Huguet Can Feixes Blanc Seleccio 2015
The historic Can Feixes estate is situated on gravelly slopes above the 400-meter level in an amphitheater at the tree line near the famous Montserrat pinnacle, which forms Penedès' northern boundary. The farthest Penedès vineyard from the Mediterranean, temperature variation here is more Continental in its extremes, the drier climate more conducive to grape health. The altitude and mountain terrain constitute the tiny viticultural home of the Parellada variety, locally known as Montonec ("grape of the mountain"). Recognized as the region's Grand Cru, Can Feixes sells the majority of its grapes and a large portion of the fermented wines as well. Only the best grapes, and subsequently the best wines, are kept for production under the family label. Total vineyard area of approximately 120 hectares (300 acres) is planted to Parellada (Montonec), Macabeo, Chardonnay, Tempranillo, and Cabernet, with small amounts of Pinot Noir.
Vineyard plantation at Can Feixes is documented back to the year 1400, registered by Sr. Jaume Feixes. The estate has continuously produced wine since 1690, the Huguet family acquiring the property following an interruption in descendency at the turn of the 20th century.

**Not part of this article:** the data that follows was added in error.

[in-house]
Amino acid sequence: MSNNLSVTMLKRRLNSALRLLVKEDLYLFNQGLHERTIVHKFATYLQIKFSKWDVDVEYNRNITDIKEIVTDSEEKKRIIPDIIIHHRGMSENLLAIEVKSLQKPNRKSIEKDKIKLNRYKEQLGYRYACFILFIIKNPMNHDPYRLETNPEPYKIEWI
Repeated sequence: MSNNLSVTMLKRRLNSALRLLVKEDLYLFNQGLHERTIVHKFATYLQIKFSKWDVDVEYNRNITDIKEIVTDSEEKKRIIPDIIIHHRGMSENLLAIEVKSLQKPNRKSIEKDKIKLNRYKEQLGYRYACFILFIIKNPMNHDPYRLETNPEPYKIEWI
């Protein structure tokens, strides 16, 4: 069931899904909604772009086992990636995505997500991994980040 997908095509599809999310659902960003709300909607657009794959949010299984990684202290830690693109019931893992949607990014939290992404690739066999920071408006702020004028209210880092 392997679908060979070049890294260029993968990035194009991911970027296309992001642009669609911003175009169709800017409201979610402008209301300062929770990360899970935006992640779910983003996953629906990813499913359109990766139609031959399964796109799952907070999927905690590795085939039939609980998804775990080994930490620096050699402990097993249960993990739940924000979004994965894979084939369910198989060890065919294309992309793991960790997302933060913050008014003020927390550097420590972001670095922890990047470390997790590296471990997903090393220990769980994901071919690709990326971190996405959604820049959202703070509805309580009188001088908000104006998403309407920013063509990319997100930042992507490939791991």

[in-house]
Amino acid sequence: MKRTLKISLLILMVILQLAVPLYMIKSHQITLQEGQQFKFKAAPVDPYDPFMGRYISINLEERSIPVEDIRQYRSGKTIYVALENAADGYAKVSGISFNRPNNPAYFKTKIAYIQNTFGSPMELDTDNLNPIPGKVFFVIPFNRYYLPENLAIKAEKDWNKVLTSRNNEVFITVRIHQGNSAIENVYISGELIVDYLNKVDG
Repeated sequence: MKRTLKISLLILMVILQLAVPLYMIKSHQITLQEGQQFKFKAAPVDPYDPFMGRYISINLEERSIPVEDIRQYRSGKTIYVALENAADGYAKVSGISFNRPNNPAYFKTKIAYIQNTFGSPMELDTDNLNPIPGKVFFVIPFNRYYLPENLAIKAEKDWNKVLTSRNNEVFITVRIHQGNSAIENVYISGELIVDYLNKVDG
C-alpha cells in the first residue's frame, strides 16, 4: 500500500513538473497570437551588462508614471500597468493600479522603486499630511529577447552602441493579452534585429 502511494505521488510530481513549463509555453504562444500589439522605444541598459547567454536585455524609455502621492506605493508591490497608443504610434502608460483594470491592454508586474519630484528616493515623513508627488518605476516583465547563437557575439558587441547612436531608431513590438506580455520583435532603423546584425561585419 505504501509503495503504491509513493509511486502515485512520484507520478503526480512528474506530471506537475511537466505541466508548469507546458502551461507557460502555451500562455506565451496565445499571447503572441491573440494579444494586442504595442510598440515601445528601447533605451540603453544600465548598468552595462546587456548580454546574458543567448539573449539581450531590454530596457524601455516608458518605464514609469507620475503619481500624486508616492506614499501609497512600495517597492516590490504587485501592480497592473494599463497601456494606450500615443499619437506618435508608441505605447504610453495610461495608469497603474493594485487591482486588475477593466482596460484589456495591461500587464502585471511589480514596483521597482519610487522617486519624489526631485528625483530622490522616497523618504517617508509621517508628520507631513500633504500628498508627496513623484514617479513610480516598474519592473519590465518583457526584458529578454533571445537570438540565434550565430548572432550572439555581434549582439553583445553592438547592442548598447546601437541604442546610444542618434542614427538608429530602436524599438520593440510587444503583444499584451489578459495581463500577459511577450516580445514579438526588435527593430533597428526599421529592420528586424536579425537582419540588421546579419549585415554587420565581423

Today's modern bodega includes subterranean aging cellars with pupitres for manual riddling of the CAVA, bottle storage and oak cooperage for the aging of red wine. Viticulture and enology are handled respectively by brothers Joan and Josep María Huguet.
Only free-run must from rigorously selected grapes is used. Bottled production averages 6,000 cases per year depending on vintage, including a fragrant, firm and minerally dry white (Can Feixes Blanc Selecció) and superb CAVA.
A superior source of white grapes for the production of Spain’s prized sparkling wine, Cava, the Penedes region is part of Catalunya and sits just south of Barcelona. Medio Penedès is the most productive source of the Cava grapes, Macabeo, Xarel-lo, and Parellada. Penedes also grows Garnacha and Tempranillo (here called Ull de Llebre in Catalan) for high quality reds and rosès.
With hundreds of white grape varieties to choose from, winemakers have the freedom to create a virtually endless assortment of blended wines. In many European regions, strict laws are in place determining the set of varieties that may be used, but in the New World, experimentation is permitted and encouraged. Blending can be utilized to enhance balance or create complexity, lending different layers of flavors and aromas. For example, a variety that creates a soft and full-bodied wine would do well combined with one that is more fragrant and naturally high in acidity. Sometimes small amounts of a particular variety are added to boost color or aromatics. Blending can take place before or after fermentation, with the latter, more popular option giving more control to the winemaker over the final qualities of the wine.